WARNING: Some mild spoilers.
Between being really busy and not having internet or HBO at home, there are a lot of TV shows that I’ve completely missed out on this past season. But then, a blessing in disguise: I got sick! So all I’ve been able to do is lay around and catch up on all of the TV shows that I’ve been wanting to watch. And the first show I decided to watch was Enlightened.
I had a weird concept of what the show would be, based on what I’d heard about it – that it was about a woman who was trying to make her life better and failing at every turn. It didn’t sound very compelling, but I really like Mike White and I really like Laura Dern, so I thought I’d give it a shot. As I watched, I realized that I’ve never really seen a TV show like this before, ever. Every episode plays like a meditation on life, and on Laura Dern’s character, Amy. At the beginning of the series, Amy has a complete nervous breakdown at work, so she goes to a treatment center in Hawaii and comes back a changed woman. Well, kind of. Everyday she tries so hard to be a different person, but her past keeps coming back to haunt her, and she fights that uphill battle of trying to change. The show is really about the process of changing and growing, and how hard and frustrating that process can be when everything, everyday, feels like an obstacle. I came at the show from a personal place, because over the past year I’ve been having personal problems, and I’ve been trying to change, too. When you try to change, though, everyday is a struggle. It’s hard to go against everything you’ve ever known or thought about yourself. The show really captures that.
Like I said, the show itself is just so different from anything I’ve ever seen, from the characters to the pacing and the choices for stories. The first couple of episodes feel like they’re moving at a glacial pace, only covering something like two days in Amy’s life, but everything feels like a deliberate choice. Every episode, we slowly peel away another layer, and see another part of Amy that we’ve never seen before. but it’s never in an expected way. Each episode meditates on a different theme, whether it’s love, or friendship, or family, or growing older, and the way the show does this is so beautiful. The episode that has stuck with me the most is “Weekend,” where Amy and her ex-husband Levi go on a weekend trip to the canyons in Kern. It is so strangely beautiful and moving, and one of the best moments is when the group is kayaking down the river, and Amy thinks about how wonderful life can be, and how we’re all connected, flowing down this river together. Almost every episode features a really lovely, strangely wise voiceover from Amy, illustrating her thoughts, and one of the best parts of this voiceover is how it contrasts with Amy’s outward behavior.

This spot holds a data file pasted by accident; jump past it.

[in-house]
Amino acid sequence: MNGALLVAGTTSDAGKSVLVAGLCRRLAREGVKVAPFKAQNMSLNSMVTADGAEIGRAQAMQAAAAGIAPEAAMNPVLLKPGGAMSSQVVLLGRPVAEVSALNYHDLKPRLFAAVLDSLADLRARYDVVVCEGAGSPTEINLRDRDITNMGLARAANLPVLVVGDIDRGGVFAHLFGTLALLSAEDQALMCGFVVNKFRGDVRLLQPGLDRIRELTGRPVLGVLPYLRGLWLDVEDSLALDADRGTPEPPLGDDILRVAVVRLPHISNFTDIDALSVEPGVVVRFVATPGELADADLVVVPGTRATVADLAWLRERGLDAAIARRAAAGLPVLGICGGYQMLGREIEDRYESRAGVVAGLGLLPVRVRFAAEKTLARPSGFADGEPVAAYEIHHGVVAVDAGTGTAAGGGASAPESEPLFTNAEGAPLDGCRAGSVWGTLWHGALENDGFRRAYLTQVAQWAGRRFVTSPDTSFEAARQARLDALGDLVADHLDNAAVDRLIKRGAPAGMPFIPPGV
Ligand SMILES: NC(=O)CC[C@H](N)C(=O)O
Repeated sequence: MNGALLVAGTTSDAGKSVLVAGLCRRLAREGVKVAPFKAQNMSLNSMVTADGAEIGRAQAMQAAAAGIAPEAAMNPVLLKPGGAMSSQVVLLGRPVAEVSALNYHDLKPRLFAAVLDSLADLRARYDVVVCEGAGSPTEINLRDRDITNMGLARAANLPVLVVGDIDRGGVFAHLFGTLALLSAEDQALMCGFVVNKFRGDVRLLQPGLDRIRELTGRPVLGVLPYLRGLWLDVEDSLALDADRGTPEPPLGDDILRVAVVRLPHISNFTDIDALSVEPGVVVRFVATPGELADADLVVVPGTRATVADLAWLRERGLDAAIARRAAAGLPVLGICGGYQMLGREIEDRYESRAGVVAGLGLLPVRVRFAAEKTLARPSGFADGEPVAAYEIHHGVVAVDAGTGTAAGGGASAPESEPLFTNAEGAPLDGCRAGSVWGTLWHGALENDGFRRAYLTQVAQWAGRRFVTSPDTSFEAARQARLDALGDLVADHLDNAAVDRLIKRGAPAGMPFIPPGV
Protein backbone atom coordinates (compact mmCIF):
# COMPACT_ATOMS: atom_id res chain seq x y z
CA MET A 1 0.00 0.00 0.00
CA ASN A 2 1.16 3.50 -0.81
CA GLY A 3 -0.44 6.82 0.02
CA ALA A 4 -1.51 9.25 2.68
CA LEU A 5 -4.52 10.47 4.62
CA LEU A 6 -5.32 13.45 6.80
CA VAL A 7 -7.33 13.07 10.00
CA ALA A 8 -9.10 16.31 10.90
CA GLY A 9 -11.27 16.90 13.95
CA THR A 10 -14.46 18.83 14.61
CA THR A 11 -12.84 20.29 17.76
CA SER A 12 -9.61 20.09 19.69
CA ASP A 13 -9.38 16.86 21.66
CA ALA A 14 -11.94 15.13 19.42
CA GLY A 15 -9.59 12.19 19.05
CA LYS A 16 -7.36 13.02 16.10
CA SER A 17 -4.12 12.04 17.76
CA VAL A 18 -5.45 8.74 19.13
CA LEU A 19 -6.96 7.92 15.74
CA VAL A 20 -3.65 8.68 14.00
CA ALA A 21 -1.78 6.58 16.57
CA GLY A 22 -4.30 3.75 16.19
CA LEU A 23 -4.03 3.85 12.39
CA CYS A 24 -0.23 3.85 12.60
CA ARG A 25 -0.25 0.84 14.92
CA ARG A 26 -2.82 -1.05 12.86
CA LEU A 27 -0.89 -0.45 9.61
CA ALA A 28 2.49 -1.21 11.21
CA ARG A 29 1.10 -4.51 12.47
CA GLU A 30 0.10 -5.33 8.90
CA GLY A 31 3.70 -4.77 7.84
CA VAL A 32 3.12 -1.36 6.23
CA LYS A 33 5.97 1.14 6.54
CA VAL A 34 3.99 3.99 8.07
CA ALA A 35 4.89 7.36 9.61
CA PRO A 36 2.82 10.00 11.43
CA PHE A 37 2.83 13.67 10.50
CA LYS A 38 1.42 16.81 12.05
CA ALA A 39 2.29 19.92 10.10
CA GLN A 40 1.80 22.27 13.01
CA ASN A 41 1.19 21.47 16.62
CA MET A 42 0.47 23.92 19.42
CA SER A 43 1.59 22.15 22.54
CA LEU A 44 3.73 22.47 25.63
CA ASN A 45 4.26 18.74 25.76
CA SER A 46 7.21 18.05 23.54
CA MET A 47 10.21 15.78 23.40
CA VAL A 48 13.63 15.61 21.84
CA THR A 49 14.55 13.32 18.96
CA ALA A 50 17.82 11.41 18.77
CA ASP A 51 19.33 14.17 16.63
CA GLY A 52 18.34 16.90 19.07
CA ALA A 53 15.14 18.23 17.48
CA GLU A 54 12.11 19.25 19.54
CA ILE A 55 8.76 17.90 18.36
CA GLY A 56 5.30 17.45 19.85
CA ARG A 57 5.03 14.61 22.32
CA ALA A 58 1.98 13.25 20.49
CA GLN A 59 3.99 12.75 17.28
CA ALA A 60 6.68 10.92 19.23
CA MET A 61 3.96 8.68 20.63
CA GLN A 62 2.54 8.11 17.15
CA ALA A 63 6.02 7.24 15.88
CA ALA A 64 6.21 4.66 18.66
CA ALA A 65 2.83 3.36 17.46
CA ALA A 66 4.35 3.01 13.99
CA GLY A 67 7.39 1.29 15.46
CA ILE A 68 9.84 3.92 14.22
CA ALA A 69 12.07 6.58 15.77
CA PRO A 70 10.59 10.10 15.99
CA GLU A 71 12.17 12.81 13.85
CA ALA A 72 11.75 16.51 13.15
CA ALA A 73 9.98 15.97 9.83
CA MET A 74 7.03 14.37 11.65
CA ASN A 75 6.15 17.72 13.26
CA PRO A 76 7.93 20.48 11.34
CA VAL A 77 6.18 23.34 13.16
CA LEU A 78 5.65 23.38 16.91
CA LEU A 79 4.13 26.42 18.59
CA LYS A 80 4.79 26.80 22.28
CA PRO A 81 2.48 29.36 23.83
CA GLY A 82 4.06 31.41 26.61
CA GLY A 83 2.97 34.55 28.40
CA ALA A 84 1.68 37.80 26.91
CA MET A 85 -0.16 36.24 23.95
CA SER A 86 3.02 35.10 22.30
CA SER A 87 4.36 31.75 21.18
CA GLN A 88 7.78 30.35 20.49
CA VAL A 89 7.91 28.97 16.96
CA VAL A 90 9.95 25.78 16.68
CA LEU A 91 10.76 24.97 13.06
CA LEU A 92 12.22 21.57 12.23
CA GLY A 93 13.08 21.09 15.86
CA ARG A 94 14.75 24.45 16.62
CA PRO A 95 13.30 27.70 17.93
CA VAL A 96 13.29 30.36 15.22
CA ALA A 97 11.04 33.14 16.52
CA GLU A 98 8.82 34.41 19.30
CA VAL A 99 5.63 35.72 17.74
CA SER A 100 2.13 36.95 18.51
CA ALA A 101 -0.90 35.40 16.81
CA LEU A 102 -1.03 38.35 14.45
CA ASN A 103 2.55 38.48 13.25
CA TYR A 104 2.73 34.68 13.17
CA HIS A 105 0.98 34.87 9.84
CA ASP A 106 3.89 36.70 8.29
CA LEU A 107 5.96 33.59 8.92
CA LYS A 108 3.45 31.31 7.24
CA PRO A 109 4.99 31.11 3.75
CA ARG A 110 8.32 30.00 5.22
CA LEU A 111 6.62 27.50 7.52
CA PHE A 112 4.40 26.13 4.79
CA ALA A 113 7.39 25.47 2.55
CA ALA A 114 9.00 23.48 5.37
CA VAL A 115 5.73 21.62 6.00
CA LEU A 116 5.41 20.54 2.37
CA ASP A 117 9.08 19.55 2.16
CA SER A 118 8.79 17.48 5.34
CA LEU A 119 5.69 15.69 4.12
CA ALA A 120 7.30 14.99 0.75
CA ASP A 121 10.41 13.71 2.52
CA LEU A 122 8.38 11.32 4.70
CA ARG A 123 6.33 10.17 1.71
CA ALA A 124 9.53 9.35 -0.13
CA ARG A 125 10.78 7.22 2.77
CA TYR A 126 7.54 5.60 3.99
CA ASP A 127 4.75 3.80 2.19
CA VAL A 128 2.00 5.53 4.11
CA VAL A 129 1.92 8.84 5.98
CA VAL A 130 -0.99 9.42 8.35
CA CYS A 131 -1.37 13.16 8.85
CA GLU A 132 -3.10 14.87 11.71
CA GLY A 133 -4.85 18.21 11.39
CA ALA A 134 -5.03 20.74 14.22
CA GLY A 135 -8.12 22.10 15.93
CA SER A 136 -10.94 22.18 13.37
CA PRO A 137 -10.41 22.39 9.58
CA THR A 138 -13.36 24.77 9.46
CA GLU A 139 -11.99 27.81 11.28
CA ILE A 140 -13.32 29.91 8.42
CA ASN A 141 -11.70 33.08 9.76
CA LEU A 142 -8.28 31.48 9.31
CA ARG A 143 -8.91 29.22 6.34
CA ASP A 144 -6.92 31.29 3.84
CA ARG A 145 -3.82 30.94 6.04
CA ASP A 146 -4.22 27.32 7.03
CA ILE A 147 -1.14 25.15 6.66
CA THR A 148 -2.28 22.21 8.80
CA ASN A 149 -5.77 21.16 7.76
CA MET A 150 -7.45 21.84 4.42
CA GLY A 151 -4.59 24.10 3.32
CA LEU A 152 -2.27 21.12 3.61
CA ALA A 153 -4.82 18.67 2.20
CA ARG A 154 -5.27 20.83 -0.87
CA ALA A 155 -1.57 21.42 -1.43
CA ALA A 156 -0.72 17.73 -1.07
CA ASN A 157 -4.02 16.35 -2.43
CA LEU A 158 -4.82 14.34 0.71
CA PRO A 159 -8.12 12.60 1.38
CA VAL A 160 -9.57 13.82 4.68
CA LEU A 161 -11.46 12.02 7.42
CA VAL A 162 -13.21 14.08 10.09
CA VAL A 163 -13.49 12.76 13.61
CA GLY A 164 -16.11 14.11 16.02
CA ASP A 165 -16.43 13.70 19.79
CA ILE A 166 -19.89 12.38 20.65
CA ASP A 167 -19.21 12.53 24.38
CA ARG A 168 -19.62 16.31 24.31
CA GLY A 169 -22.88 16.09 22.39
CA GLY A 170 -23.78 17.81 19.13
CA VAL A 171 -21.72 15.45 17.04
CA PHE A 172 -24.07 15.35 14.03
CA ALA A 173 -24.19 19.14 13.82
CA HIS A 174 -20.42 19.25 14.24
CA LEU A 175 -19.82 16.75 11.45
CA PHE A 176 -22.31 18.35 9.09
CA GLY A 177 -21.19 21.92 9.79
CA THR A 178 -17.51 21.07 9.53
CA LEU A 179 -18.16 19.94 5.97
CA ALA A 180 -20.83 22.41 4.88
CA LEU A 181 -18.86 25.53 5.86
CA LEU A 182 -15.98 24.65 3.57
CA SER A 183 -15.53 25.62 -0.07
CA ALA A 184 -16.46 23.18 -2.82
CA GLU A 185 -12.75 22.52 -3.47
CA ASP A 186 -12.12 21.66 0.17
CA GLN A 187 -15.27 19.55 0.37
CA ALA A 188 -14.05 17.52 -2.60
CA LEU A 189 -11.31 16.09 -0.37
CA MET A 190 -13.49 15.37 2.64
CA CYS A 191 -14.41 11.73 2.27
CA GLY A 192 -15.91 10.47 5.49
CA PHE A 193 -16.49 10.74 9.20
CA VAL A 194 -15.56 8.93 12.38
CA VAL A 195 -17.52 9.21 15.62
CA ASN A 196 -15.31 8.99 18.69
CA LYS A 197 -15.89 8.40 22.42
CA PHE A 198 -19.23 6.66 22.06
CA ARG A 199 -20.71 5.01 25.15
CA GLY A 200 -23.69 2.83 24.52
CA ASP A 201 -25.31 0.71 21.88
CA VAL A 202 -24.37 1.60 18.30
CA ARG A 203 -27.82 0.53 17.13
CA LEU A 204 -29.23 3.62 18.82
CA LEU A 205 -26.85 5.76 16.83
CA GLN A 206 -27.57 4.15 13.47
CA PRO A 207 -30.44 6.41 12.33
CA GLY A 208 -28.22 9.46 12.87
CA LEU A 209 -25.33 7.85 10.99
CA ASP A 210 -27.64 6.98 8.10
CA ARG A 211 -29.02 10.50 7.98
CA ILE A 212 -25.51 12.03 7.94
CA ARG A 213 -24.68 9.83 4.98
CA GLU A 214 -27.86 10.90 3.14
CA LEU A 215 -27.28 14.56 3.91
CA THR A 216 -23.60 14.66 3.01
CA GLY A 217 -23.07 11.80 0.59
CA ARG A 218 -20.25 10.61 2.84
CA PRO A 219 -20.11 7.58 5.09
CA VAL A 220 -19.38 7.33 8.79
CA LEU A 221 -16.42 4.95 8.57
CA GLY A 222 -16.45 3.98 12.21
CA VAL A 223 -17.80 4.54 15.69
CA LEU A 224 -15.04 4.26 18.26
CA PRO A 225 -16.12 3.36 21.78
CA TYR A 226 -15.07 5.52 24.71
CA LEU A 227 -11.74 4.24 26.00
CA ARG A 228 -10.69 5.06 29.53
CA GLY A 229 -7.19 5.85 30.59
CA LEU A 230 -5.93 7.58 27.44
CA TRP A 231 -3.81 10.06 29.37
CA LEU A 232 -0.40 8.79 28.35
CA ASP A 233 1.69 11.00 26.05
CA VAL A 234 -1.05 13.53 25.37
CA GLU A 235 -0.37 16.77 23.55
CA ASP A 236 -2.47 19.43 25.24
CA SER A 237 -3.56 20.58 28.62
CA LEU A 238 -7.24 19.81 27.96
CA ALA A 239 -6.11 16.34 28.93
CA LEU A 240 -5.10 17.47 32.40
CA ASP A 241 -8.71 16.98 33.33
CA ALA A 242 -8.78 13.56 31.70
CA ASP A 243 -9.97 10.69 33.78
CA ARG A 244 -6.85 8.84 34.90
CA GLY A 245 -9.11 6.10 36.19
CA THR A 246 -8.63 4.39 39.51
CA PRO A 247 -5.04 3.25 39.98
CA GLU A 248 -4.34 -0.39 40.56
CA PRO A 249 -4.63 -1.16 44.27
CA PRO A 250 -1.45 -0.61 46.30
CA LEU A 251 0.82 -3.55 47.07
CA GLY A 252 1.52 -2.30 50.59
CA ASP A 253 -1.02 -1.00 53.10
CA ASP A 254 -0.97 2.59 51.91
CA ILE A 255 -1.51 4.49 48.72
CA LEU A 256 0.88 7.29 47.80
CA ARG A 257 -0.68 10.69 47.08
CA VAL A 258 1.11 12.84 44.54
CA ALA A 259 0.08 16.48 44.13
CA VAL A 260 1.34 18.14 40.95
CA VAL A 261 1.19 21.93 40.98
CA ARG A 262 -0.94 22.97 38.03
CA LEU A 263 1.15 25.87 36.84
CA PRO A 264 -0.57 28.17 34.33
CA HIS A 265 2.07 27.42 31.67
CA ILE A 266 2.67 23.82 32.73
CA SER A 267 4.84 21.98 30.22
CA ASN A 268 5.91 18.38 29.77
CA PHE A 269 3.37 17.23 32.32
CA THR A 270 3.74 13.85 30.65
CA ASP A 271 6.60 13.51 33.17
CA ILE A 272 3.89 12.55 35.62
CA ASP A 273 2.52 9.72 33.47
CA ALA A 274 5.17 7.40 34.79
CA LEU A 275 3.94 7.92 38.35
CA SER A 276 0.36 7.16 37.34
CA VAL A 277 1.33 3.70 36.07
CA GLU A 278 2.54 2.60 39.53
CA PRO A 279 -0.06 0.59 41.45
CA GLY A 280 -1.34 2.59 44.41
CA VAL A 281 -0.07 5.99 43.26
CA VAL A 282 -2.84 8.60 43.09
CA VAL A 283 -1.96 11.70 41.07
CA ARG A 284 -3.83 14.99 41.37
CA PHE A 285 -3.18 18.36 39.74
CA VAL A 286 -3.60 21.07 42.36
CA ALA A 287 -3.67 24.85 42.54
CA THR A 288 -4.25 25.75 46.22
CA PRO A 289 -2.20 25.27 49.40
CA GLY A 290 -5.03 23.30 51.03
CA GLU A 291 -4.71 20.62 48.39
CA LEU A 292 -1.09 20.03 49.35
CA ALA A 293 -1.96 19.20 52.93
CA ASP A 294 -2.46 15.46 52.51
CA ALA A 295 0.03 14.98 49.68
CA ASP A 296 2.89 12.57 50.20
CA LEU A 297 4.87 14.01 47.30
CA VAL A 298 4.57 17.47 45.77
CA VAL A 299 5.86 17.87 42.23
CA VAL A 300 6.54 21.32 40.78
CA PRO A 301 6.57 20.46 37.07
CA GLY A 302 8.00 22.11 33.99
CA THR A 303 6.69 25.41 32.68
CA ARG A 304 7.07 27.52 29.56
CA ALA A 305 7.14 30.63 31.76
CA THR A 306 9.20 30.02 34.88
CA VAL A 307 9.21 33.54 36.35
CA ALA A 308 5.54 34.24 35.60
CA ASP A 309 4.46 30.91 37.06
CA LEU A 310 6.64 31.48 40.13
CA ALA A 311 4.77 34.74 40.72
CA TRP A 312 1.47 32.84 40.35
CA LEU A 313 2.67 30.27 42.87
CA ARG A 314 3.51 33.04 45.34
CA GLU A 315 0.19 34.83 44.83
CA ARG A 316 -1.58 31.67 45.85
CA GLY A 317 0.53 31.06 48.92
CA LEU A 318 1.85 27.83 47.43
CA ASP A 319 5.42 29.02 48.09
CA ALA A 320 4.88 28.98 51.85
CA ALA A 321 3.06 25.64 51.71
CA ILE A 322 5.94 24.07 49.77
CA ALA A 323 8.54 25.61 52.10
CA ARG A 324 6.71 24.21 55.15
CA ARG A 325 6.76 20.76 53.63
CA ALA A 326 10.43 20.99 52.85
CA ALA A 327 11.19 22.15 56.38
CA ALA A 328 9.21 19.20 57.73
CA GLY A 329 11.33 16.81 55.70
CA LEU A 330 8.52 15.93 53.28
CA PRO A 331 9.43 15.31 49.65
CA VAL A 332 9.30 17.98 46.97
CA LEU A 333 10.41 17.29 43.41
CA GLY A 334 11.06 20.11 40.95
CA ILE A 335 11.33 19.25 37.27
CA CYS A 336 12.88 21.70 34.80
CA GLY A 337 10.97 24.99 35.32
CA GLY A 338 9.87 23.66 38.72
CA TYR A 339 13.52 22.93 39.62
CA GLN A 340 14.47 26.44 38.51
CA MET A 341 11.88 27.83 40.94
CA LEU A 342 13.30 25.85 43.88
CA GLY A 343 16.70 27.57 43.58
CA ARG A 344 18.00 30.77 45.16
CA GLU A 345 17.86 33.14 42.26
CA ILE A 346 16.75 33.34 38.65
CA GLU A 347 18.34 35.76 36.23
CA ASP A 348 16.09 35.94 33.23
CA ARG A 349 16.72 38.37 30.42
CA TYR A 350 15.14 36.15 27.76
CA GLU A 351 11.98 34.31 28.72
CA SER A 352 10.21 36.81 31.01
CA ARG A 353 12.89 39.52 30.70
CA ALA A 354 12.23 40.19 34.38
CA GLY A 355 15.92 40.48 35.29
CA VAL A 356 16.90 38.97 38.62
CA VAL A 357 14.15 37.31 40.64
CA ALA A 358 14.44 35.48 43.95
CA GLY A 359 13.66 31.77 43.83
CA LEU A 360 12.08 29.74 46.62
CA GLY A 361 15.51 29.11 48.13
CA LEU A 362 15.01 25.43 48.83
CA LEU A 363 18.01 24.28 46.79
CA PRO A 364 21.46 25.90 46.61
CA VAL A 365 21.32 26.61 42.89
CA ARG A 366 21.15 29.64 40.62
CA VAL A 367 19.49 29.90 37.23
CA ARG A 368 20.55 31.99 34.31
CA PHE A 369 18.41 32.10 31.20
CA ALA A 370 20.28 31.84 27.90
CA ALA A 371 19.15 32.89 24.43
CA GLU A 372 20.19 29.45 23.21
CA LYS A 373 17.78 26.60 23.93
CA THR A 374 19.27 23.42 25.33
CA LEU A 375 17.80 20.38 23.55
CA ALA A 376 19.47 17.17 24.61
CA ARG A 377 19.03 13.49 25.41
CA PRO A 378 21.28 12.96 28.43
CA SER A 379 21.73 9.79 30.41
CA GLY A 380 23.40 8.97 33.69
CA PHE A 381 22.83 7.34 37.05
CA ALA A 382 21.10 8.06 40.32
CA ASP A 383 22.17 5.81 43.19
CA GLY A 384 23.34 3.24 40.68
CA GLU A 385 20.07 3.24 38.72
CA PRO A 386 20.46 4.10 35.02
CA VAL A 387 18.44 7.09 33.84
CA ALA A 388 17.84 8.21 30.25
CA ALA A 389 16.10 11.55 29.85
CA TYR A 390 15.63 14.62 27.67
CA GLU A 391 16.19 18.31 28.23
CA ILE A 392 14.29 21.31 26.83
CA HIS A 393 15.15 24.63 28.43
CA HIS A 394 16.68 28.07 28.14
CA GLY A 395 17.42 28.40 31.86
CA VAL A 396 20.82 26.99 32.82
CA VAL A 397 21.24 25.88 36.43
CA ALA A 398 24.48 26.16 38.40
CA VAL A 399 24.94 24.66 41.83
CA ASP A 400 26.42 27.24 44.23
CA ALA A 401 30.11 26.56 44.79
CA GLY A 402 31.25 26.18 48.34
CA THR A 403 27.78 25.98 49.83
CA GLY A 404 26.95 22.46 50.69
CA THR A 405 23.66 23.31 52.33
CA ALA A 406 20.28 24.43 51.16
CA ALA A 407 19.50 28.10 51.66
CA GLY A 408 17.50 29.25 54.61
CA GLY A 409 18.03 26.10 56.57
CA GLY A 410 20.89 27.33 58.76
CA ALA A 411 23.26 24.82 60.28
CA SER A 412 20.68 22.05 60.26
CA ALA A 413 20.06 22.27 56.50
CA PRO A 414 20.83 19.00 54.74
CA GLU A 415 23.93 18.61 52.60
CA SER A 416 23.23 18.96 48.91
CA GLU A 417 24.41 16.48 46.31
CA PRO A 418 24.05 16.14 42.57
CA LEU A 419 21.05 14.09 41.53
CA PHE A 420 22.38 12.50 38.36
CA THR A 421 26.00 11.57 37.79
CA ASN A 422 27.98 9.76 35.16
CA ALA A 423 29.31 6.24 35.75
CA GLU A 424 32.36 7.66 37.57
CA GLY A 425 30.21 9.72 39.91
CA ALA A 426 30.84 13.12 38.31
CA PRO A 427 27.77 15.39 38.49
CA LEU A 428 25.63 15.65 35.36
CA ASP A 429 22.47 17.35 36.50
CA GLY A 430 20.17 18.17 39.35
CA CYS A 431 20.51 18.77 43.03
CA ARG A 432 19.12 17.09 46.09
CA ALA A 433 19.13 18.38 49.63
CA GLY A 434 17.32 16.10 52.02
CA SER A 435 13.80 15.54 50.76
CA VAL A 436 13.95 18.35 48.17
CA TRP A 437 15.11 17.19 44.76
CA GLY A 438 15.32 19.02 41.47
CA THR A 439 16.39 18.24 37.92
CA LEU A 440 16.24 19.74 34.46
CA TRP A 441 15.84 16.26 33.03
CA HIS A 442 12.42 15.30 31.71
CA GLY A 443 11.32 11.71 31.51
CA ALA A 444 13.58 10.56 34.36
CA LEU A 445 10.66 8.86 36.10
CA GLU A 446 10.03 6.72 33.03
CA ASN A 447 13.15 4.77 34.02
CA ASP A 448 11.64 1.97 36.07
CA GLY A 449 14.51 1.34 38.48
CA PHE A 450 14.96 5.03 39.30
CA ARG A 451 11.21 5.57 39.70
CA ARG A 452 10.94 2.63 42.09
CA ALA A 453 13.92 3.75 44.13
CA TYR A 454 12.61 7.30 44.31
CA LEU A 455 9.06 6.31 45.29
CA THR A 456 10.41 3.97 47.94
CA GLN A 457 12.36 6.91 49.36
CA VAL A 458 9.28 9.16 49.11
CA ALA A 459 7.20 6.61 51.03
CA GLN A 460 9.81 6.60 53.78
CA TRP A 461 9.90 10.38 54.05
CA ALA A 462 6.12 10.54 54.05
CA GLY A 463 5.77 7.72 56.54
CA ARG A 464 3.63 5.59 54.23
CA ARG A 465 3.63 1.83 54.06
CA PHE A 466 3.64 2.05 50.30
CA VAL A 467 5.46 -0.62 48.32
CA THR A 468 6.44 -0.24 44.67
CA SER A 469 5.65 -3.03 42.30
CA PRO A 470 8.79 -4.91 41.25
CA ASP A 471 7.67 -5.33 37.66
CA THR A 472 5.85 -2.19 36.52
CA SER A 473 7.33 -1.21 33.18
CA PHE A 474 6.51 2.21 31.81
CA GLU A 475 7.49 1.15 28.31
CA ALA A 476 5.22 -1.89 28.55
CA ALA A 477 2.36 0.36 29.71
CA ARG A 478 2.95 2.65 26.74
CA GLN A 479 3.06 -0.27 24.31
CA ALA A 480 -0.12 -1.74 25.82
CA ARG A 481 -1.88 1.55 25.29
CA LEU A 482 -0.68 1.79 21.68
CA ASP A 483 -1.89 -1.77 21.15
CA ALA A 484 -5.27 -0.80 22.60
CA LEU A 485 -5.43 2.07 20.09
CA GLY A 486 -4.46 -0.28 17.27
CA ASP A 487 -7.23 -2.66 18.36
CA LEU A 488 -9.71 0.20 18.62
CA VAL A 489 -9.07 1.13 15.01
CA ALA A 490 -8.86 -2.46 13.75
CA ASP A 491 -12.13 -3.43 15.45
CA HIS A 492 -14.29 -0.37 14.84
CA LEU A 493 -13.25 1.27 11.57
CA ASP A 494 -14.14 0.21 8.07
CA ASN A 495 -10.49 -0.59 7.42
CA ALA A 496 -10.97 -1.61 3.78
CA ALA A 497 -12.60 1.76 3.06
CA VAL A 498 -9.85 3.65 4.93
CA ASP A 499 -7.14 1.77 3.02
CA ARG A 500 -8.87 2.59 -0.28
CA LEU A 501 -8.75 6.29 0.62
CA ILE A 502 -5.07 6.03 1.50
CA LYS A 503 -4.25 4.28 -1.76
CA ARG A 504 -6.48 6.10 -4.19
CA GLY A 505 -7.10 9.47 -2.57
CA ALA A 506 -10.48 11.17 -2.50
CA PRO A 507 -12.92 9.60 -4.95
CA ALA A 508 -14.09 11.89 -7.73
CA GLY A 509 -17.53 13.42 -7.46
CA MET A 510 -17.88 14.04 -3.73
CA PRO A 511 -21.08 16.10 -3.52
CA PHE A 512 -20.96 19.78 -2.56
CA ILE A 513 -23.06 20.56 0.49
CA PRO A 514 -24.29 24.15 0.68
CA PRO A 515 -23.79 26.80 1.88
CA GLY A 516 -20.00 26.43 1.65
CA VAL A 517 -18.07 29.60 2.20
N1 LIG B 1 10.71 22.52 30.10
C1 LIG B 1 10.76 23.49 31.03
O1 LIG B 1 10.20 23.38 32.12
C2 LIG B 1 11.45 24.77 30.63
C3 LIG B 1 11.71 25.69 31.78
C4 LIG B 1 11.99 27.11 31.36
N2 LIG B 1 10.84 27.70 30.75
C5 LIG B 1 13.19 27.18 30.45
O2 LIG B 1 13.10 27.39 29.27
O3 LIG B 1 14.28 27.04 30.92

I like how Amy is neither a wholly good nor wholly bad person. She’s so well drawn, so fully characterized, that you can see her from every angle and understand her. It can be so frustrating, because you can see her good intentions, and you can see how she thwarts herself at every turn because she can be self-centered and selfish. One of the overarching plots of the show is that Amy is trying to bring more environmental and social awareness to the big, faceless corporation she works for, Abaddon, but the way Amy goes about this is so frustrating, because you can see why she’s failing. She’s hopelessly naive and thinks that a few printed articles she Googled will affect some kind of change at Abaddon. She fails to see how her former coworkers laugh at her and think she’s a joke. And, ultimately, it’s Amy looking for happiness in the wrong places – missing the point of what happiness is. She doesn’t understand that she should try to be happy with her circumstances, and be content with her life. She just sees everything she’s lacking, and thinks that attaining these things will somehow make her happier. Amy completely lacks any self-awareness, but that doesn’t necessarily make her a bad person, just a complicated one. She’s written so beautifully by Mike White, and played so beautifully by Laura Dern, that you can’t stop watching her, even when she’s making a complete fool out of herself.